In my experience, try for an experienced web analyst with a marketing background. Alternatively, find an extremely geeky marketing person and get them training on the technology. The key is that the person been naturally analytical and have a curious mind. There is no more critical question in the world of web intelligence than why?

3) You have a Web Analyst(s)

Where you are: Great, you have a web analyst(s) who understands your business and is producing reports with actionable recommendations. You’re ahead of 90% of other web businesses. Whether anyone in your company listens to them is another question, but at least you’re there and your company is making the shift from HiPPO (highest paid persons opinion) decision making, to data driven decision making when it comes to the web.

You will start to see wins now. More customers will come; marketing campaigns will be more effective. If your analyst is good, you’ll even start doing A/B and multi-variant testing to tweak your site.

A web analyst can tell you WHAT is happening on your website. They can also make a lot of inferences about why things happen the way they do. The answer to the question of WHY though requires a simple technique.

Where you need to go: Ask the customer.

Better yet, give them the opportunity to tell you without being annoying about it.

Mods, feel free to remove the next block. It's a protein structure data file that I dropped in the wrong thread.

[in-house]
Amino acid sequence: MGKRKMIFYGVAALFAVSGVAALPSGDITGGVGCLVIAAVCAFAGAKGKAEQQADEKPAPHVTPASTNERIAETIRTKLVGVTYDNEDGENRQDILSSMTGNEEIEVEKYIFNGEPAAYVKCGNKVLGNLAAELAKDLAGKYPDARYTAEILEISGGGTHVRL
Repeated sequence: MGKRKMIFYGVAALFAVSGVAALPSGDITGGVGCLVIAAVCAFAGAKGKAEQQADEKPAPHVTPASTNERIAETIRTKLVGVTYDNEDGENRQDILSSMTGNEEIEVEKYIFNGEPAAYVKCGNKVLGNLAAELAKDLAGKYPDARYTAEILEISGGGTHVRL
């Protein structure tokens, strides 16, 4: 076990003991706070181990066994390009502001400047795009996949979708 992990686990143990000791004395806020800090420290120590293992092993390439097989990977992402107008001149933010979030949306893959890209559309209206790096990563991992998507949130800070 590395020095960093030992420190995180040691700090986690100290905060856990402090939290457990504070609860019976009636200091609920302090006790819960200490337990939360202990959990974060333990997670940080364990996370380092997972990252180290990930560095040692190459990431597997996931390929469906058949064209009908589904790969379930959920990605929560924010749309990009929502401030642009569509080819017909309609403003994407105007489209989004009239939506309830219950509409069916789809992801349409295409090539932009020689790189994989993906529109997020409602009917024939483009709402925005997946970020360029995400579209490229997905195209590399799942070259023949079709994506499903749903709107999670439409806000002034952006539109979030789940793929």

Welcome to the world of Voice of Customer. Feedback forms, surveys, and usability testing all fall into this category. While I’m not here to plug any one technology, I will point out one that I am familiar with that seems to stand above the crowd. OpinionLab offers electronic comment cards on every page of your website. The trick is though that the comment card is linked to, and can be specific for, that particular page.

Comment cards let users rate a particular page, section or site as well as provide feedback. Customers can actually tell you that information is missing, forms don’t work, or data is out of date. The reporting is also very sophisticated so you can look at your website as a whole and pick out specific sections or pages that need improvements. If you have an enterprise level web analytics tool like Omniture or WebTrends, you can even display all the Voice of Customer data in the same interface alongside your web analytics data.

Suddenly, you start to notice that the parts of your web site that you thought were just fine are ranking really poorly. Several comments tell you what’s wrong with it, and you can go about fixing it.

Bingo, now you know what is happening (web analytics) and why it’s happening (voice of customer).

4) You have a Voice of Customer Tool

Where you are: Sweet, you’re now ahead of 95% of enterprise web sites. You have a web analytics department and you’re letting customers tell you what needs fixing on your site.
Yet we’re only halfway up our scale. Is 50% good enough for you? If so, then pop the champagne! Wondering if there is more you can do? You bet there is.

Check out part 2!

http://dan-linton.com/2010/04/29/67/